Pittsburgh Pirates general manager Neal Huntington wrote an open letter to the team’s fans explaining the decision to trade center fielder Nate McLouth to the Atlanta Braves wasn’t financially motivated.
The Pirates, who traditionally have one of the majors’ lowest payrolls, are averaging a major league-low 16,588 in attendance. The low turnout is prompting speculation that the surprise McLouth deal last week was made to save money.
McLouth, the Pirates’ lone All-Star last season, was traded for three prospects, only one of whom is considered to be close to reaching the majors. The trade enraged not only fans but the Pirates’ players, with first baseman Adam LaRoche saying he didn’t know of any player who wasn’t unhappy.
Since last season, the Pirates have dealt their three most productive offensive players in Jason Bay, Xavier Nady and McLouth. The Pirates signed McLouth to a contract extension during the offseason.
The Pittsburgh Post-Gazette ran an editorial encouraging the ownership group to sell the team to owners who are more interested in winning. The paper wrote, “It’s time Pittsburgh baseball had ownership worthy of the game.”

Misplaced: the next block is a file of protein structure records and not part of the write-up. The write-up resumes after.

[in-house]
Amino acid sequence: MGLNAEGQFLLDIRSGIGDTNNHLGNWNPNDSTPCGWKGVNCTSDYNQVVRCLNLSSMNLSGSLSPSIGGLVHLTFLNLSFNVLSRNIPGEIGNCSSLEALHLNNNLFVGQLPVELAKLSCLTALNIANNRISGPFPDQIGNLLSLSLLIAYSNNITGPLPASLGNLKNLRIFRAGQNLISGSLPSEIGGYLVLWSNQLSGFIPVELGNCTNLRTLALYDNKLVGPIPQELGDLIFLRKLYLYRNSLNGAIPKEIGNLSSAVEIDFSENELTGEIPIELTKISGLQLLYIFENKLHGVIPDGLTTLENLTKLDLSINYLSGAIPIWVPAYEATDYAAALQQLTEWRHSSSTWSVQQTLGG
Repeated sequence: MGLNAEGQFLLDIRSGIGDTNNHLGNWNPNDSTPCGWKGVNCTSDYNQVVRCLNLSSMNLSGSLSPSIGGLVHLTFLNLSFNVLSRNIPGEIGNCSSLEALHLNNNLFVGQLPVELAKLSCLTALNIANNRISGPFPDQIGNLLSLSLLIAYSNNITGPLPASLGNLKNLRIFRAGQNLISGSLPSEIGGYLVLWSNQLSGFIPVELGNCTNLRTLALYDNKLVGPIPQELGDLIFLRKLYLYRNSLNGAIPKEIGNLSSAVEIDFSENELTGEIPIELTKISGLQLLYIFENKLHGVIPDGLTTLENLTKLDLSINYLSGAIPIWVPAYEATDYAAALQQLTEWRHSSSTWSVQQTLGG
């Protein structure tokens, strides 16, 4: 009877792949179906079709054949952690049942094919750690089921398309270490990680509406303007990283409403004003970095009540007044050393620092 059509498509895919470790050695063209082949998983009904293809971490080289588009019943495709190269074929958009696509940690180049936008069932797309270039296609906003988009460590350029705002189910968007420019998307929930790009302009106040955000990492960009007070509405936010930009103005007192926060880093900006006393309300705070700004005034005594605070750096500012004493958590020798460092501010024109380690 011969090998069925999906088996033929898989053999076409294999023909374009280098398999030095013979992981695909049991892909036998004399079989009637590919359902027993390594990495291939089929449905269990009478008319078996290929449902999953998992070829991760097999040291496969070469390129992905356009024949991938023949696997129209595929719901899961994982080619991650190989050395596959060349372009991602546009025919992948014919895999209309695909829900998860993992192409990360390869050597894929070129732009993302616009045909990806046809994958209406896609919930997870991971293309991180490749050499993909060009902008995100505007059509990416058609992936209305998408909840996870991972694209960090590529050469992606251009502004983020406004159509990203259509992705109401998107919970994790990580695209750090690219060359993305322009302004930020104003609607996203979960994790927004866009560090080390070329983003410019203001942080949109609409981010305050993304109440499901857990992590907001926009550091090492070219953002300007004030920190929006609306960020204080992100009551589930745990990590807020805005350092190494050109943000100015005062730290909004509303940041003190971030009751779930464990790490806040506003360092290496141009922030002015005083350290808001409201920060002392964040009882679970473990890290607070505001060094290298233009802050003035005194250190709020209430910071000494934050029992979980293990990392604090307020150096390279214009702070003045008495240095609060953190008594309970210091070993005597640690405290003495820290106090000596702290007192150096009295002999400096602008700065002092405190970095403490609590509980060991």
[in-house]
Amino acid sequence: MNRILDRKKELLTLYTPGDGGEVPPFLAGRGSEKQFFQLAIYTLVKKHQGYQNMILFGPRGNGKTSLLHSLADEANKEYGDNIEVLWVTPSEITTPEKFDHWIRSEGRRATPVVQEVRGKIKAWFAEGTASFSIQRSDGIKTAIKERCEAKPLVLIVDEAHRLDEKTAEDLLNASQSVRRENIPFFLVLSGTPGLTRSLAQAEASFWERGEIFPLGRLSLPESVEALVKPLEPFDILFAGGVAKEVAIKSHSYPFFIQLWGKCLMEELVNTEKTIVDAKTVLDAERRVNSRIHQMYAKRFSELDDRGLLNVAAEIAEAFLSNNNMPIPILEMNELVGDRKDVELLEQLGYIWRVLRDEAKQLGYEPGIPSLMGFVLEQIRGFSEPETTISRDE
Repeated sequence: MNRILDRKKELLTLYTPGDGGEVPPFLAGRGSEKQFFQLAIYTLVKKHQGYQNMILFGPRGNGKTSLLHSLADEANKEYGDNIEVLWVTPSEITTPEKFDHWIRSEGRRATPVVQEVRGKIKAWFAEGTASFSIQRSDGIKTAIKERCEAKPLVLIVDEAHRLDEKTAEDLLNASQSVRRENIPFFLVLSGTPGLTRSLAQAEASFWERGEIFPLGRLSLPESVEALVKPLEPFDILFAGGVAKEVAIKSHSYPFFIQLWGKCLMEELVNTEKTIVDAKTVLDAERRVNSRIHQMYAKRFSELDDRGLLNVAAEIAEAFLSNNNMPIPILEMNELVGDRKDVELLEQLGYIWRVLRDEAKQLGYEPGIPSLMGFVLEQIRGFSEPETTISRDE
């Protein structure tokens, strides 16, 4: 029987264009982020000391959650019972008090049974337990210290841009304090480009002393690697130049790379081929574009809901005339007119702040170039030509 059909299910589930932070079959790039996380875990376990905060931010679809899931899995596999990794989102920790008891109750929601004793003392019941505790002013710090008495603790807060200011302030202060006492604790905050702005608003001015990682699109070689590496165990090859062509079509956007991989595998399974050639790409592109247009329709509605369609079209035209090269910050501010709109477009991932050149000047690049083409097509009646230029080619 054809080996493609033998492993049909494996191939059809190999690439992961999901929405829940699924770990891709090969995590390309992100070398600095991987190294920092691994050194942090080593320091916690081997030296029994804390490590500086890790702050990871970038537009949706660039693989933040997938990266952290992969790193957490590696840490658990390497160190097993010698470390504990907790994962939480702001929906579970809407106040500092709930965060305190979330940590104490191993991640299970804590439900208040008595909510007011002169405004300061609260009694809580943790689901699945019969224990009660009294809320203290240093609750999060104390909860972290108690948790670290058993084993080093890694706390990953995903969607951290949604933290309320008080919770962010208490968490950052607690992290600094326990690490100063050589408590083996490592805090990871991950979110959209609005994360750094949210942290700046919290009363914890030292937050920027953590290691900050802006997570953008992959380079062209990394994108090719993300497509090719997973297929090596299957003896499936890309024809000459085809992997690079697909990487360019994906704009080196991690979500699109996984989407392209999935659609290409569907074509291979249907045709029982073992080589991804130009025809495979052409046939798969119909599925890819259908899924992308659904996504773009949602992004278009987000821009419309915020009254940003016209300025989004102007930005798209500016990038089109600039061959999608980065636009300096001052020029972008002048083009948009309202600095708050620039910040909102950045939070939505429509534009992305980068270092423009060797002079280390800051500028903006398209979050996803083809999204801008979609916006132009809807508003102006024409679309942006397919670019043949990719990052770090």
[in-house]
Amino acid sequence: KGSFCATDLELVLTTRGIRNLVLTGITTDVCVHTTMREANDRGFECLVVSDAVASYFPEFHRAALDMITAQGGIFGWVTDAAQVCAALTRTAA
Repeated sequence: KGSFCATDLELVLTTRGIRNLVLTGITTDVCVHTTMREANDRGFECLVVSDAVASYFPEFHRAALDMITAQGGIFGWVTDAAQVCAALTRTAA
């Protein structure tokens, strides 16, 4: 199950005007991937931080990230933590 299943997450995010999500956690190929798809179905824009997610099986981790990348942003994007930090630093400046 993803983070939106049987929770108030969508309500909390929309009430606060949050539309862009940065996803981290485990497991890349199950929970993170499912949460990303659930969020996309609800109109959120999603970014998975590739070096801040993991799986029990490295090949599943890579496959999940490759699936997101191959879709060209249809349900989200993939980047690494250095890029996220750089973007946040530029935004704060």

The Pirates can set a major American pro sports record this year with a 17th consecutive losing season; no major league, NBA, NHL or NFL team has had a streak longer than 16 years.
Clearing the bases
Fresh off his 300th victory, San Francisco’s Randy Johnson will start on three days’ rest at Florida today against the Marlins. The 45-year-old left-hander threw only 78 pitches Thursday. Johnson is 6-1 in nine starts on three days’ rest with a 2.84 ERA. … Baltimore outfielder Felix Pie is OK after he was hit in the throat by a foul ball Saturday. Pie underwent a CT scan on his throat and it showed no serious damage. … The Los Angeles Dodgers will allow fans to park for free during the team’s June 16-18 series against the Oakland Athletics. Dodgers chief executive officer Jamie McCourt says the free parking offer is a way to make it easier for families to attend games; parking usually costs $15.
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